19:37 PM Sunday, June 24, 2018
UBJ AM June 20, 2017
Farm investment jumps; JICA opens office here; a hostel for Chernobyl tourists
image/svg+xml Kyiv Lutsk Rivne Zhytomyr Lviv Ternopil Khmelnytskyi Uzhgorod Chernivtsi Vinnytsia Chernigiv Sumy Kharkiv Poltava Cherkasy Kirovohrad Lugansk Dnipropetrovsk Donetsk Zaporizhzhia Mykolaiv Odesa Kherson Simferopol Sevastopol Ivano- Frankivsk

• Investment in agriculture hit $403 million in the first quarter of 2017, 58.2% more than during the same period of 2016, the Ukrainian Club of Agrarian Business reports. Total investment in Ukraine increased by 22% during the first quarter, compared to the first quarter of last year.

• The Japan International Cooperation Agency (JICA) will open an office in Kyiv by the end of this year, according to FrontNews International. JICA is a key strategic partner in the implementation of Japan’s large-scale infrastructure aid projects in Ukraine.

• The International Finance Corporation projects a sharp increase in its investment this year. Part of the World Bank Group, the IFC predicts $250 million to flow into Ukrainian projects this year.

• The Association Agreement with the European Union has been formally ratified and is scheduled to begin in September 2017, Ukrinform reports. Most of the free trade agreement went into effect in January 2016..

• Ukrainian energy company Fuhrlaender Windtechnology is negotiating to expand a wind farm in Ereymentau, Kazakstan, on the steppes 150 km northwest of Astana. Fuhrlaender is Ukraine’s only producer of modern wind turbines.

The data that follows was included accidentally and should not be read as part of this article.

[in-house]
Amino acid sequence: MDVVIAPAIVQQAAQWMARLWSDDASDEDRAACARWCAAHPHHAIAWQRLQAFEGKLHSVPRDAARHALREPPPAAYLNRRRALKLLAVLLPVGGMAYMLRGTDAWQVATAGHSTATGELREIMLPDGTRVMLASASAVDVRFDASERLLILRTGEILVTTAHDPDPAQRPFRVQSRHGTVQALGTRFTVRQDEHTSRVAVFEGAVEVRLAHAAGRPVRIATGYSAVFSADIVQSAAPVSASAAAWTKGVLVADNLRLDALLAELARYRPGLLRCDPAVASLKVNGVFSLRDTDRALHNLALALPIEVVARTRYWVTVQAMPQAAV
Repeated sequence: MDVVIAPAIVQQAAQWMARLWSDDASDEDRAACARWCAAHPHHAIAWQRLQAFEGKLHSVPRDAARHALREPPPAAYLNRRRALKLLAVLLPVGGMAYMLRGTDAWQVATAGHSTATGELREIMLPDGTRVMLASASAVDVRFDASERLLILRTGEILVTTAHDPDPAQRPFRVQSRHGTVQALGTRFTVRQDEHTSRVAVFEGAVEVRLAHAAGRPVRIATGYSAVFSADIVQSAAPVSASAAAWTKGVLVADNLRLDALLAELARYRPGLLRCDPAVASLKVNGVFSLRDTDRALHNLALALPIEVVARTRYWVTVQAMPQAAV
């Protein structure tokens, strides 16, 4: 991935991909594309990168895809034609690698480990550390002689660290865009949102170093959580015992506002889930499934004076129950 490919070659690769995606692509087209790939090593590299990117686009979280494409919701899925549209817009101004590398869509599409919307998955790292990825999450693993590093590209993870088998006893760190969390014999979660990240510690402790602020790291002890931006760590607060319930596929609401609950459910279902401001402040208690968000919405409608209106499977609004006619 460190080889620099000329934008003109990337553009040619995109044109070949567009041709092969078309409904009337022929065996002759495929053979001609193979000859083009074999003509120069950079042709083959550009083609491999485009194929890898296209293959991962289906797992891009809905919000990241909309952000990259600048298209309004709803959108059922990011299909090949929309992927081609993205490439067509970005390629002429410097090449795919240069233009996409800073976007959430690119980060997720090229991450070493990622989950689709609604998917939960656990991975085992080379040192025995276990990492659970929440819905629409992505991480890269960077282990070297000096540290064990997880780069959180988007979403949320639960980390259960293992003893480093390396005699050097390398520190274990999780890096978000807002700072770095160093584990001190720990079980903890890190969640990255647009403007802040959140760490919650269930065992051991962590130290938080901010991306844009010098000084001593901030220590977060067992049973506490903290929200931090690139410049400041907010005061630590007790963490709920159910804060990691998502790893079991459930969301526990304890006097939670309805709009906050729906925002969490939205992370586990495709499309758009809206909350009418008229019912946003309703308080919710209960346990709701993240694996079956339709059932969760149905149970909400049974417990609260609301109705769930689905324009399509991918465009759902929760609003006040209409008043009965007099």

• The EU will back Ukraine keeping its role as a gas transit country -- as long as reforms continue, said Natalia Boiko, Deputy Minister of Energy and Coal Industry for European Integration Issues. According to Boiko, the most key reform is the unbundling of Ukraine’s gas transportation system.

• Ukraine will soon see organic Canadian fertilizer used on its fields. Earth Alive Clean Technologies has gained registration and aims at benefitting crops from the country’s 32.5 million hectares of arable land.

• A 42-room hostel with free wifi is now open within Chernobyl’s 2,600 km exclusion zone, PressTV reports. In the 1990s, well after the 1986 Chernobyl disaster, the exclusion zone started receiving chaperone visits of day trippers. A few elderly villagers live in the area.

For comments and story ideas, please contact UBJ AM editor Mark Satter at

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